And as he studied education, he turned his mind toward the colleges and chiefly toward the poor colleges, chiefly toward the smaller colleges to which the poor boys go, and with the most solicitous examination and discrimination, he put his money where he thought it would be used to best advantage here and there, until finally more than five hundred American colleges are using his money today—money amounting to over $20,000,000.

And before the end came he organized a single corporation. He incorporated his activities in the Carnegie Corporation of New York, and he put into the Board of Trustees of that corporation the heads of the five principal, special institutions he had created in this country—the President of the Institute of Pittsburgh, the President of the Research Institution of Washington, the President of the Endowment for International Peace, the President of the Hero Fund and the President of the Foundation for the Advancement of Teaching. They make up the majority of the Board of Trustees of the new corporation. To that corporation he gave the great bulk of the remainder of his fortune amassed during his lifetime, $125,000,000, to promote advancement and diffusion of knowledge and understanding among the people of the United States; and he continued as president of that corporation to direct its affairs and the use of its money during his life.

I said that he had not been giving away his money in the strict sense. Far from it. He secured as the agents for the use of his money for the accomplishment of his noble and beneficent purposes, a great body of men whom no salaries could have attracted, whom no payment could have induced to serve; but who served because the inherent value of the purposes for which Mr. Carnegie summoned them commanded them to serve. Joseph H. Choate, John Hay, Dr. S. Weir Mitchell, President Charles W. Eliot, Andrew D. White, Major Higginson, Alexander Agassiz, John S. Billings, John L. Cadwalader and many others who have already passed from their active labor, as has Mr. Carnegie. Of that group President Eliot alone remains, as President Emeritus of Harvard, a wise observer of the development of the times. That group of citizens to which Mr. Carnegie gave the control of the institutions he created has been endeavoring to seek and find, as one by one they pass off the stage, new and competent agents to execute Mr. Carnegie's great policies.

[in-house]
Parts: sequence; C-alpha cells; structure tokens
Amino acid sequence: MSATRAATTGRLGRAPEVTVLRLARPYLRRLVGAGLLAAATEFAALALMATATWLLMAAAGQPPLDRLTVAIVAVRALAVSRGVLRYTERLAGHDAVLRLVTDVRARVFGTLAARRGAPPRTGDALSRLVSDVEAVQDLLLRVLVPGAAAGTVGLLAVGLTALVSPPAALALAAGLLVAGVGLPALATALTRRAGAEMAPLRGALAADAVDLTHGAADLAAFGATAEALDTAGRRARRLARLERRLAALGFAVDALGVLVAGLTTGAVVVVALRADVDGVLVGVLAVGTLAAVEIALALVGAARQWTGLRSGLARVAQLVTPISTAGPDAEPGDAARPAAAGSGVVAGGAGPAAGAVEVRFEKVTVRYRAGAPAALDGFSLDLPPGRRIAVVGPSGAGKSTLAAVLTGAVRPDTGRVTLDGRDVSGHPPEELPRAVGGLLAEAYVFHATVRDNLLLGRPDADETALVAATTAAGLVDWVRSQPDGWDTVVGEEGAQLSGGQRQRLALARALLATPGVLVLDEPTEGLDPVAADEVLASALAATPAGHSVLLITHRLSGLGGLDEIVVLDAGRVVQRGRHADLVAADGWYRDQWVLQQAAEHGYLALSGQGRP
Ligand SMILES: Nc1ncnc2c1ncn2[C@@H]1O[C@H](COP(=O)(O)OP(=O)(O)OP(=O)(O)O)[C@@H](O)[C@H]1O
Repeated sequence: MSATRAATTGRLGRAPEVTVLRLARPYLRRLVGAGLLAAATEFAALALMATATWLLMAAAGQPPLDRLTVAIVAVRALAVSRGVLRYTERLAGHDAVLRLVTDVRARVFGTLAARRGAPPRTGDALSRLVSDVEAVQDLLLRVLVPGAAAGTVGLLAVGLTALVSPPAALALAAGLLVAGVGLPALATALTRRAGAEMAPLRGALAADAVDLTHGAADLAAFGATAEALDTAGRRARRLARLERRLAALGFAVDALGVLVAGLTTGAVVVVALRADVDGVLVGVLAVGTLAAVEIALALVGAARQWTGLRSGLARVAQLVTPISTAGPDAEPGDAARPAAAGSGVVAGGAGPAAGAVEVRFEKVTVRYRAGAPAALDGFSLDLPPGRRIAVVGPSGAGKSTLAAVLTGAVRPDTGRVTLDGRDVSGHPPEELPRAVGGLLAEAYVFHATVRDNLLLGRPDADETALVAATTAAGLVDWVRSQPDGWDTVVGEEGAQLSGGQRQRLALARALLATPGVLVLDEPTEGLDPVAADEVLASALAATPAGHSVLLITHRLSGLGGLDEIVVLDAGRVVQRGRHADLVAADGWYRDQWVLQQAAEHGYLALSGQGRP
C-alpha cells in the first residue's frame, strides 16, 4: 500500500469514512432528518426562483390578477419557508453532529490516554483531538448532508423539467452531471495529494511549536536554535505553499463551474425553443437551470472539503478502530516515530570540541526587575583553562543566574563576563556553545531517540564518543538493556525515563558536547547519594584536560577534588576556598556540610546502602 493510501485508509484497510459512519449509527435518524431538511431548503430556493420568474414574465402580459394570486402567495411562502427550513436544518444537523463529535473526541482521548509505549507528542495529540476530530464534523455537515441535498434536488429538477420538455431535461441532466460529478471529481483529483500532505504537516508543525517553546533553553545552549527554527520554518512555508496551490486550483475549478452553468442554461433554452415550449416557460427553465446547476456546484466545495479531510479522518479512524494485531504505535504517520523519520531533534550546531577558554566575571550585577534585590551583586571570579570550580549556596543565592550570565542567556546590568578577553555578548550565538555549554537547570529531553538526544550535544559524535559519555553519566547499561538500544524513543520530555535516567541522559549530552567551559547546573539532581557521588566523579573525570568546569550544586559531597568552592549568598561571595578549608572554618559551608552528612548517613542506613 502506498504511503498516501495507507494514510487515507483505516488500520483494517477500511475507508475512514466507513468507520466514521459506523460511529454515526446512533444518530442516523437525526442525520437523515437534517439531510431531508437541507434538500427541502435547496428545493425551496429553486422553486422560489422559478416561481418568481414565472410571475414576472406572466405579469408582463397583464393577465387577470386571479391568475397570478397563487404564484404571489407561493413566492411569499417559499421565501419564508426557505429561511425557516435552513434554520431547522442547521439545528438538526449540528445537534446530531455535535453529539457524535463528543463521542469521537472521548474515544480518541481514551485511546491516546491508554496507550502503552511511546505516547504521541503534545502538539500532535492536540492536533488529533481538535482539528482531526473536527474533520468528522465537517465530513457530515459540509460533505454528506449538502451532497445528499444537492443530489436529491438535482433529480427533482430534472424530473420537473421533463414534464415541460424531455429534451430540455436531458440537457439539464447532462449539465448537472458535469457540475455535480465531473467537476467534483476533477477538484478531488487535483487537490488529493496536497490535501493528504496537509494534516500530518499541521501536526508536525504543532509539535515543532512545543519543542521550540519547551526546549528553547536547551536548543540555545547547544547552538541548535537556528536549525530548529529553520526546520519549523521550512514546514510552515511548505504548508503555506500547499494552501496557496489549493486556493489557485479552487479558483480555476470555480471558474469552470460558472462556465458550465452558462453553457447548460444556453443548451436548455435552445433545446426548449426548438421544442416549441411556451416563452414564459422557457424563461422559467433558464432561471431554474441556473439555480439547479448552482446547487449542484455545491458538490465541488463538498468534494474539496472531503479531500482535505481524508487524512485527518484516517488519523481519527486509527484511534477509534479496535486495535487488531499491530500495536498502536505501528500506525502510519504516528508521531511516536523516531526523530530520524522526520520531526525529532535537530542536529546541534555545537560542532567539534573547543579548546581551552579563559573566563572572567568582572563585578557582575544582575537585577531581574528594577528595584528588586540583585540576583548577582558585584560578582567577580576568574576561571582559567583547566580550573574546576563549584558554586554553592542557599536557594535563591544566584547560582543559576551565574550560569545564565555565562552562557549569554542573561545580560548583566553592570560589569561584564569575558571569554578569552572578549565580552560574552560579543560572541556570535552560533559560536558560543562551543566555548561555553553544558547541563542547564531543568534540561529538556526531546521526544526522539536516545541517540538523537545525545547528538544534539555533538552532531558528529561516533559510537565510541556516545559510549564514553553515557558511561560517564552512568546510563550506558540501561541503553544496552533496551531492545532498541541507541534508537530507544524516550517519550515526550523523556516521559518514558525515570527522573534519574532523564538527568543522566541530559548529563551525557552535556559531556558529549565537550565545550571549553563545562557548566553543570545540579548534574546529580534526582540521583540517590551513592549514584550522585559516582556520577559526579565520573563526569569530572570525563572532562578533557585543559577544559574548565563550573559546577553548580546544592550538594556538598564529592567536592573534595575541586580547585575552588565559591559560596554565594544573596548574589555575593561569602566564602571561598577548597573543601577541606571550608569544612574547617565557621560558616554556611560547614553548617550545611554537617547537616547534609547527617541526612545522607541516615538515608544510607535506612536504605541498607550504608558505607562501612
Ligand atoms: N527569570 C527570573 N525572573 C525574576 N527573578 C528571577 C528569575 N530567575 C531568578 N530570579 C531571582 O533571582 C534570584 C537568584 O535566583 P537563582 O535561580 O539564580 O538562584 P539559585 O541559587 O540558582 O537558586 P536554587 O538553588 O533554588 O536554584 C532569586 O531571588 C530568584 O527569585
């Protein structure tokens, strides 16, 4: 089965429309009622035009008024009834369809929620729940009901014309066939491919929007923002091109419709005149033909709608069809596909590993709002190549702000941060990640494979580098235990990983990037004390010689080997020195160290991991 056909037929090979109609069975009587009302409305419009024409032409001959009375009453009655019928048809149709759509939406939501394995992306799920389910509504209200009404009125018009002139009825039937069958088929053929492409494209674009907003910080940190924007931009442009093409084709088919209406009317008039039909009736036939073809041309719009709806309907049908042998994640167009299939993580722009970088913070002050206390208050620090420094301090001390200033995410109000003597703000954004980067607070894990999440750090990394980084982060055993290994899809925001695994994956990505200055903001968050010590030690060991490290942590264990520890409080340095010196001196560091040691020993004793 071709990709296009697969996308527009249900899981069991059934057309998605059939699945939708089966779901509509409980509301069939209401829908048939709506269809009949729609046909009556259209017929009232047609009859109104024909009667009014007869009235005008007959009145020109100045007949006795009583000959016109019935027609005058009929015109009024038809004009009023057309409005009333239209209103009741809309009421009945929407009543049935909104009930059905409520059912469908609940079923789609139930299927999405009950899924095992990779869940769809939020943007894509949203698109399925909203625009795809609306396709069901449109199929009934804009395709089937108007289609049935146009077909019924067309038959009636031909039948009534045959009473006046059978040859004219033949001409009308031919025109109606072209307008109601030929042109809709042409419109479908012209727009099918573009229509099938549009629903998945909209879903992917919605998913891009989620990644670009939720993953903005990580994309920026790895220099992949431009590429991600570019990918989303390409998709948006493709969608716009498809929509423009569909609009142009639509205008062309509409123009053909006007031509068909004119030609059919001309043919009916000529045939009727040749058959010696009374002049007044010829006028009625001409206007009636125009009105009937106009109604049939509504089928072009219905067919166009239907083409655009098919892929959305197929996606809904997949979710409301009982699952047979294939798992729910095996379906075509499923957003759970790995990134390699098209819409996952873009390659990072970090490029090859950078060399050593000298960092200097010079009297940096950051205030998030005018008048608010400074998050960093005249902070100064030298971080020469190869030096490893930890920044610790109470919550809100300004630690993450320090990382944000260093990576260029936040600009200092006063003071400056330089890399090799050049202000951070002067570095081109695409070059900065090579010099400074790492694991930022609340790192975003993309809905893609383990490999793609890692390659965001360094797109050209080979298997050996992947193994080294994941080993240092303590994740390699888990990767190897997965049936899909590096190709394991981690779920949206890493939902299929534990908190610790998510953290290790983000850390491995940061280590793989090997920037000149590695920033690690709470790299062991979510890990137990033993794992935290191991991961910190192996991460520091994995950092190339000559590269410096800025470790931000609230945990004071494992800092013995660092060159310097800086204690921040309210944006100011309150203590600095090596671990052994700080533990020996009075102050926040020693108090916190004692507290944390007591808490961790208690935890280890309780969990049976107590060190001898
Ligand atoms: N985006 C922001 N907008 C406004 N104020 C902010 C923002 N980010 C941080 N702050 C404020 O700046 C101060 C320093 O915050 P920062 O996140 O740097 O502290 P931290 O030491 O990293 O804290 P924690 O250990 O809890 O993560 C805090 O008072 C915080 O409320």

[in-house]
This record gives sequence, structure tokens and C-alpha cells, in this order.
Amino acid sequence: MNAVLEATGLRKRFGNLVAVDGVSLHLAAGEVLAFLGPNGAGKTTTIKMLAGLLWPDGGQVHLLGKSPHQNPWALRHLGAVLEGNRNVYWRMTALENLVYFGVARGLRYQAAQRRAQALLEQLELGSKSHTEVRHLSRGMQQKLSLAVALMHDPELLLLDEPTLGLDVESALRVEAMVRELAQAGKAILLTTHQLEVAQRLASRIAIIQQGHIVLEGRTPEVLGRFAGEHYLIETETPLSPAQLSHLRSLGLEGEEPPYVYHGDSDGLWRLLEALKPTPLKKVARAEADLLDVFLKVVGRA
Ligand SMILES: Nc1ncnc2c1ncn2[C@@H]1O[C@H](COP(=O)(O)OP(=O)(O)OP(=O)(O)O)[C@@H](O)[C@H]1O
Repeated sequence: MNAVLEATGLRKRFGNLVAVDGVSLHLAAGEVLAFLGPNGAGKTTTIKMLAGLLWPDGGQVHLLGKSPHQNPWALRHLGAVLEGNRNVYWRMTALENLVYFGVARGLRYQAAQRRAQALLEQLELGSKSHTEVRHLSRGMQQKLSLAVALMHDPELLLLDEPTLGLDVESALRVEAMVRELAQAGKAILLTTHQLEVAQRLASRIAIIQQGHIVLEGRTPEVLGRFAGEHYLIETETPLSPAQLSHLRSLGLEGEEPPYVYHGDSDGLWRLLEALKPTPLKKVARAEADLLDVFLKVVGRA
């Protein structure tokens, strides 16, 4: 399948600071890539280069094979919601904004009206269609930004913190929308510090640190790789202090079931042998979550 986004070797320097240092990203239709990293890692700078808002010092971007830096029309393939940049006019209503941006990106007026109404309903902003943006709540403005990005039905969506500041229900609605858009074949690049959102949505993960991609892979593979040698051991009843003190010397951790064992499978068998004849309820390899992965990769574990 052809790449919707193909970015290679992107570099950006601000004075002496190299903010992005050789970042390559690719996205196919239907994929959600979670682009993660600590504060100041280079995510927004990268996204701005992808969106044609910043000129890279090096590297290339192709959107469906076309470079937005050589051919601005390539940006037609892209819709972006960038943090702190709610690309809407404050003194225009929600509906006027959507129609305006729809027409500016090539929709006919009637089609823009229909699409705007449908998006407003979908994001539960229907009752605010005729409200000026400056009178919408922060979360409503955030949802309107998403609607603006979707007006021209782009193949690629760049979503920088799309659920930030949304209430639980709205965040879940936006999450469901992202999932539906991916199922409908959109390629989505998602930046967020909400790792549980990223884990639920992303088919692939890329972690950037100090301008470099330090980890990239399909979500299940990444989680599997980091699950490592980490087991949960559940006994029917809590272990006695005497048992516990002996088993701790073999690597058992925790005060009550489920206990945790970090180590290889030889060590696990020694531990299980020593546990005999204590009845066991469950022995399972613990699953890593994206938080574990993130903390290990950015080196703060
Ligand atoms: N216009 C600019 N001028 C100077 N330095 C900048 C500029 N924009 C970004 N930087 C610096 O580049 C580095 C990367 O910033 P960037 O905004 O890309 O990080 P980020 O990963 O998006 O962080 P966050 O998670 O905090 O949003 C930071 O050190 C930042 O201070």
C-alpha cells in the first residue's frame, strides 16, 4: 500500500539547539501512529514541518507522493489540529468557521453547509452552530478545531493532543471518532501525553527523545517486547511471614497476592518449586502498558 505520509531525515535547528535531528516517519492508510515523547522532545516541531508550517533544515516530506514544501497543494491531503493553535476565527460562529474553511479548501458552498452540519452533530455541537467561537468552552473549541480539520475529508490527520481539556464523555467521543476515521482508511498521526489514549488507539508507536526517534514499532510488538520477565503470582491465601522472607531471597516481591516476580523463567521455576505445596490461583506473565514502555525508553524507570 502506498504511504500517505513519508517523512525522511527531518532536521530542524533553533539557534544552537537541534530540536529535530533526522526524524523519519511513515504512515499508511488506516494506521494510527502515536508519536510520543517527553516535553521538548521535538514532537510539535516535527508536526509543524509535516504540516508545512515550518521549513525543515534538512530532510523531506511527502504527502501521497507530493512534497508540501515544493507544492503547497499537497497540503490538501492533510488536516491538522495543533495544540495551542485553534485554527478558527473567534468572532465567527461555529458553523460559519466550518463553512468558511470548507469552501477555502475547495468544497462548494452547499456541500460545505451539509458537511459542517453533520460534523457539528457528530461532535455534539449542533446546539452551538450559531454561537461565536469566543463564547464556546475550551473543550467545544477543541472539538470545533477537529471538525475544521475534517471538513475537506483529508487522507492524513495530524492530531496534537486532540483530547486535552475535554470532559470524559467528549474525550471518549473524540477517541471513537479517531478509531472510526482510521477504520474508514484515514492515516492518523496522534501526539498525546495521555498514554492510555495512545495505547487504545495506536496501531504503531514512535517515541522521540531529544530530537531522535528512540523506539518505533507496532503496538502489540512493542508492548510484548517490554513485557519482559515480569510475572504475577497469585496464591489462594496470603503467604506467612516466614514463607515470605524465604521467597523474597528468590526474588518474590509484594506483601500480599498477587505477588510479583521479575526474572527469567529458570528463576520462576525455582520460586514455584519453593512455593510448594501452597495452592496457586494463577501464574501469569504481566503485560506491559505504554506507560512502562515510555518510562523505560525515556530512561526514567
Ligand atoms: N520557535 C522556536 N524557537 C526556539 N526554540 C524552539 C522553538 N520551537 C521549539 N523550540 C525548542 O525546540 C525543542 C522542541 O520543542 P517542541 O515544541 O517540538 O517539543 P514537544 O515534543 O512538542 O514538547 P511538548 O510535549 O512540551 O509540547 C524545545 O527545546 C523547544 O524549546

The world has not been able yet to appreciate Mr. Carnegie. We who knew him and loved him and honored him, can now express our judgment, but we are about to pass away. Yet the works that he inaugurated are upon so great a scale and are designed to accomplish such great purposes that as the years, the generations and the centuries go on, they will the more clearly exhibit the true character of the founder. Centuries later men of science will be adding to human knowledge, teachers will be opening the book of learning to the young, friends of peace will be winning the children of civilization from brutality to kindliness; and Andrew Carnegie, the little Scotch weaver's son, will live in the ever more manifest greatness of the achievement that was the outcome of his great and noble heart.



December 14, 1910 GENTLEMEN: I hav transferd to you as Trustees of the Carnegie Peace Fund, Ten Million Dollars of Five Per Cent. First Mortgage Bonds, the revenue of which is to be administerd by you to hasten the abolition of international war, the foulest blot upon our civilization. Altho we no longer eat our fellowmen nor torture prisoners, nor sack cities killing their inhabitants, we still kill each other in war like barbarians. Only wild beasts are excusable for doing that in this, the Twentieth Century of the Christian


for the crime of war is inherent, since it decides not in favor of the right, but always of the strong. The nation is criminal which refuses arbitration and drives its adversary to a tribunal which knows nothing of righteous judgment.

I believ that the shortest and easiest path to peace lies in adopting President Taft's platform, who said in his address before the Peace and Arbitration Society, New York, March 22, 1910:

"I hav noticed exceptions in our arbitration treaties, as to reference of questions of national honor to courts of arbitration. Personally, I do not see any more reason why matters of national honor should not be referd to a court of arbitration than matters of property or of national proprietorship. I know that is going farther than most men are willing to go, but I do not see why questions of honor may not be submitted to a tribunal composed of men of honor who understand questions of national honor, to abide by their decision, as well as any other questions of difference arising between nations."

I venture to quote from my address as President of the Peace Congress in New York, 1907:

"Honor is the most dishonord word in our language. No man ever touched another man's honor; no nation ever dishonord another nation; all honor's wounds are self-inflicted.”

At the opening of the International Bureau of American Republics at Washington, April 26, 1910, President Taft said: “We twenty-one republics can not afford to hav any two or